One aide, Abbas Ghaffari, was described by conservative Iranian newspaper Ayandeh as "a man with special skills in metaphysics and connections with unknown worlds." Ghaffari has reportedly been accused of summoning a genie, who caused his interrogator to have a heart attack.

The arrests are the latest window into the growing rift between Ahmadinejad, Iran's elected secular president, and Ayatollah Ali Khamanei, the country's appointed religious supreme leader.

They also offer a view on how dynamic religious practice is inside the Islamic Republic. If the clerics hope to smear their opponents with supernatural claims, their plan might backfire, said Hadi Ghaemi, executive director of the International Campaign for Human Rights in Iran.

As clerical dogma loses traction, traditional beliefs that incorporate ideas about a coming messiah, the end of the world, and traditional magic motifs like djinns, or genies, are becoming increasingly popular especially with Ahmadinejad's base.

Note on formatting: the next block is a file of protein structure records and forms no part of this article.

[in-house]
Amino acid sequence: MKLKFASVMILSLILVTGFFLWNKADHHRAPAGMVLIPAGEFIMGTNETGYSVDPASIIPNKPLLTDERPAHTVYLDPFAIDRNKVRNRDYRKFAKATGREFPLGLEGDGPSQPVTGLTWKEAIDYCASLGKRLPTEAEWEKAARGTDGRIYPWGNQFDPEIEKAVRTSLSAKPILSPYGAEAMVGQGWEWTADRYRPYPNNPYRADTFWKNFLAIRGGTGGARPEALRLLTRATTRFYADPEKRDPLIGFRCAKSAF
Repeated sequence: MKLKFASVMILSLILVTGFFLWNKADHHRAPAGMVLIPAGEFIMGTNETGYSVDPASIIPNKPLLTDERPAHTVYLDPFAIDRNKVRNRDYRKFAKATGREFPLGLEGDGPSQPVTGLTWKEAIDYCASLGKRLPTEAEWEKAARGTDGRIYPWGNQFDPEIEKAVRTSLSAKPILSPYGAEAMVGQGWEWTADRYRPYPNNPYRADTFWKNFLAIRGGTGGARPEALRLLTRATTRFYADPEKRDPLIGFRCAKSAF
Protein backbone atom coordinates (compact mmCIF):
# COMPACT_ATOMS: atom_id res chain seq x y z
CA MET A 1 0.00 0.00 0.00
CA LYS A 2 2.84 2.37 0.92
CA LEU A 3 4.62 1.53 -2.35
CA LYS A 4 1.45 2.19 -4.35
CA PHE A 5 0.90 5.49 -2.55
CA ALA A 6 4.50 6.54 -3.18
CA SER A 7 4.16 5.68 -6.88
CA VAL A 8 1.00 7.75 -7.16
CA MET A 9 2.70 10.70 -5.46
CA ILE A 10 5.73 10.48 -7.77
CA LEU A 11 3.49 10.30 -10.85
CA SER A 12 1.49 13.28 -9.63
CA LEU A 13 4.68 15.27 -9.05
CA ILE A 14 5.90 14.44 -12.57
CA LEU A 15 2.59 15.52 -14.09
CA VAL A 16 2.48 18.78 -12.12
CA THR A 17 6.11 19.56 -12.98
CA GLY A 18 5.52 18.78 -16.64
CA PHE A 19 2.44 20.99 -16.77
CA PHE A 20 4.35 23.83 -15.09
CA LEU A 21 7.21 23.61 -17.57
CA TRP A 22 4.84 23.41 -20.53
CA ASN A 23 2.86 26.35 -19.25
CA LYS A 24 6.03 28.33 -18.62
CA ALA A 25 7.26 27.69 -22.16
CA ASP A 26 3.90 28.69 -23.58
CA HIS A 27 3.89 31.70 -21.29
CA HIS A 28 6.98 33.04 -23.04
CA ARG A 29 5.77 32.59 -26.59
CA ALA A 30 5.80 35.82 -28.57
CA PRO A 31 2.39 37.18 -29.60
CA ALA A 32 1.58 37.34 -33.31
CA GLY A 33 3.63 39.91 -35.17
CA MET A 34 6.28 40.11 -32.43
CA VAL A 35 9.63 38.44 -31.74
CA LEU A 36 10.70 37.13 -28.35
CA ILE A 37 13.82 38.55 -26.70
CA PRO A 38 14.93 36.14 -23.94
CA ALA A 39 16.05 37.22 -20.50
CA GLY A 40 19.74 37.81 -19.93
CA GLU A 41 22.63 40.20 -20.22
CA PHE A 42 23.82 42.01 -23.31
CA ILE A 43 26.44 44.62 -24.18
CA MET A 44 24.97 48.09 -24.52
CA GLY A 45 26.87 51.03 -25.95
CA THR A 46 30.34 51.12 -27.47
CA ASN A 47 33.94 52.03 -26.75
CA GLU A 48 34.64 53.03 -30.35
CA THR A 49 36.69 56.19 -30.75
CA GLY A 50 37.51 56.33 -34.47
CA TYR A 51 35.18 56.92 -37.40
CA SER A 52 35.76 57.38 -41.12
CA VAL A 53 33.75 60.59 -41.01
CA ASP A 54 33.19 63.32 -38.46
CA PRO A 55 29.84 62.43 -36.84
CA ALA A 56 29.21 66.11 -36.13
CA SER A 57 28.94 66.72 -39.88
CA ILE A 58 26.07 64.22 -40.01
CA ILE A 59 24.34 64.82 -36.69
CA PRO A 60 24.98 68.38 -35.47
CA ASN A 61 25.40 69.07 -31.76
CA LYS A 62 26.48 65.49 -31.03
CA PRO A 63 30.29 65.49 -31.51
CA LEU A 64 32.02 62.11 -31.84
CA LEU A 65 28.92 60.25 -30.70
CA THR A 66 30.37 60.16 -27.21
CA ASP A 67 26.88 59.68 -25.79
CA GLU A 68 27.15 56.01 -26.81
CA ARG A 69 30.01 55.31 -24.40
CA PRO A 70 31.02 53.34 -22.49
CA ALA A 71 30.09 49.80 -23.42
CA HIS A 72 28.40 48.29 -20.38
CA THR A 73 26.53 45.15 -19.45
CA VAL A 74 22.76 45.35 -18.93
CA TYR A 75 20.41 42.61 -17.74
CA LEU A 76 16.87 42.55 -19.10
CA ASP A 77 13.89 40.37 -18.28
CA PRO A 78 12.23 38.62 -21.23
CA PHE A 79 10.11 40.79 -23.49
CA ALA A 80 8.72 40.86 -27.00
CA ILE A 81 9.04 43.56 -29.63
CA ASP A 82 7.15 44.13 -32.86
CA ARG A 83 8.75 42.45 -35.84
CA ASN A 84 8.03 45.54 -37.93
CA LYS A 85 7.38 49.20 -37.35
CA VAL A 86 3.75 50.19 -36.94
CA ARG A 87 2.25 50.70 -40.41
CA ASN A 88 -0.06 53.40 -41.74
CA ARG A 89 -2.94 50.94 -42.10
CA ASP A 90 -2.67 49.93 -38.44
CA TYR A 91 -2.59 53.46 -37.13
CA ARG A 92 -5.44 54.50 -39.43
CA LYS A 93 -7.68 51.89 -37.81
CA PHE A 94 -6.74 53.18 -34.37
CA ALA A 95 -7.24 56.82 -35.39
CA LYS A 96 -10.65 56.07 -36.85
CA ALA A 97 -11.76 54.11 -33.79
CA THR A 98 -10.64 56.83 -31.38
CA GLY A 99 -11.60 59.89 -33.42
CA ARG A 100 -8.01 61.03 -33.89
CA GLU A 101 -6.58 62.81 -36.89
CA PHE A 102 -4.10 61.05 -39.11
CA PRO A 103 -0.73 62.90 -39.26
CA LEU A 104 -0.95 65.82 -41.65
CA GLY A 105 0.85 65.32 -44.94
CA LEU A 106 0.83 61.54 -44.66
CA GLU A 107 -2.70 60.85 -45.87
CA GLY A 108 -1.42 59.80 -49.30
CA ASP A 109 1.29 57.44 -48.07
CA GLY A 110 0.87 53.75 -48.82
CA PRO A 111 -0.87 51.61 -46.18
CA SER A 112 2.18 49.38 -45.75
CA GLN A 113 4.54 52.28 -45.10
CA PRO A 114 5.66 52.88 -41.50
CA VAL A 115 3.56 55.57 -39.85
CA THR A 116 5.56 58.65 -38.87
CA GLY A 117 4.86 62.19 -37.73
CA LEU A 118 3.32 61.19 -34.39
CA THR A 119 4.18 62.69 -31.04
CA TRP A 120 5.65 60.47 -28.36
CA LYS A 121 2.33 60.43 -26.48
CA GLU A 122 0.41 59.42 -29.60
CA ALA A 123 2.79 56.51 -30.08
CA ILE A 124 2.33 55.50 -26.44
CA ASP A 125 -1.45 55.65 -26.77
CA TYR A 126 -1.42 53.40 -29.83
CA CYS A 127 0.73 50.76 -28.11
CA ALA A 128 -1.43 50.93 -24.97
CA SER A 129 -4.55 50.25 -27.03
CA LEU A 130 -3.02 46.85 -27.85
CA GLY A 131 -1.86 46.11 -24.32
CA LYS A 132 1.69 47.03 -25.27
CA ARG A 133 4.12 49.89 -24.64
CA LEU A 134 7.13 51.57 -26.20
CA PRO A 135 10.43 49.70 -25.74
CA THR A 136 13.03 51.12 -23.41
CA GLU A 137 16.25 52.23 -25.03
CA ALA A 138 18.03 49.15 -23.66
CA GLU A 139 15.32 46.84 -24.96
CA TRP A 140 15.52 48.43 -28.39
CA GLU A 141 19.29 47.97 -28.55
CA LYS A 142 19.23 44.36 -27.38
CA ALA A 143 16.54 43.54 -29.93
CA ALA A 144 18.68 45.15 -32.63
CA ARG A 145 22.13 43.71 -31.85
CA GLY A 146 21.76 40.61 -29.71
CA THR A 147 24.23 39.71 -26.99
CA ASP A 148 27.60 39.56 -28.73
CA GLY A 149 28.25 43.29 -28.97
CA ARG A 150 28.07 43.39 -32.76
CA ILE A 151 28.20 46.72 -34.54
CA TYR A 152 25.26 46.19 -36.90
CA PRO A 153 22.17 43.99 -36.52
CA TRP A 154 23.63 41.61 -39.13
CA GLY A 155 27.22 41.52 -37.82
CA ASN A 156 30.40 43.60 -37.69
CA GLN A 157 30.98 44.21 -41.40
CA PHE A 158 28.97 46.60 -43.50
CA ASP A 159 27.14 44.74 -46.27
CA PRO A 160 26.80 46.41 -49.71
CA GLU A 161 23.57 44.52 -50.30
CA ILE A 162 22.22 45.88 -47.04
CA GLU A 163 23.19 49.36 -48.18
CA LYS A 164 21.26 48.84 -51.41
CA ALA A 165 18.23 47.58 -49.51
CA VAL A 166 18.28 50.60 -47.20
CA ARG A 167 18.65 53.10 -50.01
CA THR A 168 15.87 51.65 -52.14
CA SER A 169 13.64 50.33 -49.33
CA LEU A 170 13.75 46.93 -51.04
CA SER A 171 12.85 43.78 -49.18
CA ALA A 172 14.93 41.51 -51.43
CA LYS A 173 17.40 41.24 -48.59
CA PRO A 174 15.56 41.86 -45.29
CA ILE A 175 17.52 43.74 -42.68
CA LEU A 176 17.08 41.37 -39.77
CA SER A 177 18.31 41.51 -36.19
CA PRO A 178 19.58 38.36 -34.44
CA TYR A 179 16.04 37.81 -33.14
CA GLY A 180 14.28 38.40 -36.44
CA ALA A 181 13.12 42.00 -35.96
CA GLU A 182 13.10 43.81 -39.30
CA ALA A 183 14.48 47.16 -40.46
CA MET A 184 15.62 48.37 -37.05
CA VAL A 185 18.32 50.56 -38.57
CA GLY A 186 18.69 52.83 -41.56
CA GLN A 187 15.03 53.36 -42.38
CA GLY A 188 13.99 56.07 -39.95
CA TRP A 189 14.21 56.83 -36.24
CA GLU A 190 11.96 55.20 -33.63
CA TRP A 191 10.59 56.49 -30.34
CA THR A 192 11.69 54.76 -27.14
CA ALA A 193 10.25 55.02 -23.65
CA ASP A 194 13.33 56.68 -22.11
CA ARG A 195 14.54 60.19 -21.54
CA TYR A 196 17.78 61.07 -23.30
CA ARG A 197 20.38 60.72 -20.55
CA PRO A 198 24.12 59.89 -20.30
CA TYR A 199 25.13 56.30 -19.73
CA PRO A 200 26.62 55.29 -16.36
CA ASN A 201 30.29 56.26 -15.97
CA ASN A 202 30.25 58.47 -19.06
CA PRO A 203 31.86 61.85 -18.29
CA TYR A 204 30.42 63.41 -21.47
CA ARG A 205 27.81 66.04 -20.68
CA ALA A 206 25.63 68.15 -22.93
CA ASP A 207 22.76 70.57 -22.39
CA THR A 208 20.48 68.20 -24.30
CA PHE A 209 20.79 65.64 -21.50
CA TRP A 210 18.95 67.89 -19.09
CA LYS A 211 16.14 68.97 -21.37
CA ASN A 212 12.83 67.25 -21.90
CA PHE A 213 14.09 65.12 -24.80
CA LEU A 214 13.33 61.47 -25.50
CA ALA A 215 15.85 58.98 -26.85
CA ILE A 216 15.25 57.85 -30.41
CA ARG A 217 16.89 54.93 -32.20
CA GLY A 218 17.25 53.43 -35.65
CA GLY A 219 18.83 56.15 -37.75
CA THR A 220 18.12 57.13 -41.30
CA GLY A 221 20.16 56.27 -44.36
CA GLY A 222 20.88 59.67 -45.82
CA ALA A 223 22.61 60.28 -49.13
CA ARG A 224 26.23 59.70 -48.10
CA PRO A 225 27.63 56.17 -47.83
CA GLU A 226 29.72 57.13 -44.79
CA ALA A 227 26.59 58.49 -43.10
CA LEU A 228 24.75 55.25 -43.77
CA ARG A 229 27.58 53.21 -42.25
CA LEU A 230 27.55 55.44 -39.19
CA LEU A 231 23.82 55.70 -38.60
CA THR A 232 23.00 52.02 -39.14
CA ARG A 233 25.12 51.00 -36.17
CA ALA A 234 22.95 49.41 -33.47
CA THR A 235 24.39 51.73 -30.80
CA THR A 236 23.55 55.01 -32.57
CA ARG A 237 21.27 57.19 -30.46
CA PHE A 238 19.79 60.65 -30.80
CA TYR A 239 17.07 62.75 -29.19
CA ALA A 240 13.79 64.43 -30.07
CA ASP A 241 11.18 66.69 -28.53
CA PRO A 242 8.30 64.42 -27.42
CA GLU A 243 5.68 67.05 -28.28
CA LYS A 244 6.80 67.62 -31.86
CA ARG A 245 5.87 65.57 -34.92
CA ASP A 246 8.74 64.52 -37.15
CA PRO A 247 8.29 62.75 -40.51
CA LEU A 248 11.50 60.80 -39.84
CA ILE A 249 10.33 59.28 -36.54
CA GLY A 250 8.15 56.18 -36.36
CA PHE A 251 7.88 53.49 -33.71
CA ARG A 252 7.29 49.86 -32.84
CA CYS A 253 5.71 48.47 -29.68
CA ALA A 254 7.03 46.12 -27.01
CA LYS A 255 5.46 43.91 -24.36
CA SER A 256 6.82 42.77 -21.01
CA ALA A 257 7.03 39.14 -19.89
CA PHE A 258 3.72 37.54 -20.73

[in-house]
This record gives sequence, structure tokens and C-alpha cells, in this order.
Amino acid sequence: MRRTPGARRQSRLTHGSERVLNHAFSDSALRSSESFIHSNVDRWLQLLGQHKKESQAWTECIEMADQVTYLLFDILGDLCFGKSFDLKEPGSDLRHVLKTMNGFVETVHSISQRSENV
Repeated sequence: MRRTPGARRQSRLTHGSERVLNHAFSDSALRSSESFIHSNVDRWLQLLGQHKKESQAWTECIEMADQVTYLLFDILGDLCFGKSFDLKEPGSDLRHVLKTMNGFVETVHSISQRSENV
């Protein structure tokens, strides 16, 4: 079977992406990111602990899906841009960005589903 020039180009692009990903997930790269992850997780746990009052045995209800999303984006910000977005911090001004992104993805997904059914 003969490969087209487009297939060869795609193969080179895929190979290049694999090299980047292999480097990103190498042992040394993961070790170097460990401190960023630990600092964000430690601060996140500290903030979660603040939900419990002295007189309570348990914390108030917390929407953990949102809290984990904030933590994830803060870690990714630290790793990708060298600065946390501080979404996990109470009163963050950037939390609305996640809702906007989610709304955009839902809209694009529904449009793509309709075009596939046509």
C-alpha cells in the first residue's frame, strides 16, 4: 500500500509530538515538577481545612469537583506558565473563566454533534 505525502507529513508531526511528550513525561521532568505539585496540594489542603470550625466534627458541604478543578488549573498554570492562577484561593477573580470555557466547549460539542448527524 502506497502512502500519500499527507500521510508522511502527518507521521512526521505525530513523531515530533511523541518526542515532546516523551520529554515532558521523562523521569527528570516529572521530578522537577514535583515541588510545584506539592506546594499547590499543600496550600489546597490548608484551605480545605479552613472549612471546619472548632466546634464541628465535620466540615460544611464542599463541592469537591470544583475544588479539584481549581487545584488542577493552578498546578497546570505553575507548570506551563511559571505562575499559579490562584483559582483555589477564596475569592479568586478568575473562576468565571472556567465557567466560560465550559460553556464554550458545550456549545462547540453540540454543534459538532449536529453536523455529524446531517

The president himself has made supernatural claims, telling followers in 2005 that he was surrounded by a halo of light during a speech to the U.N. General Assembly, in which the foreign leaders in the hall were transfixed, unable to blink for a half hour.

The religious establishment has long had its eye on Mashaei, the man behind much of Ahmadinejad's political and religious thinking, because he practices an alternative Messianic -- though no less fundamentalist -- version of Islam that includes aspects of the occult and a more limited role for clerics.

Mashei, is Ahmadeinjad's chief of staff and closest advisor. It is widely believed that Ahmadinejad wants Mashaei to succeed him as president.

Copyright 2011 ABC News Radio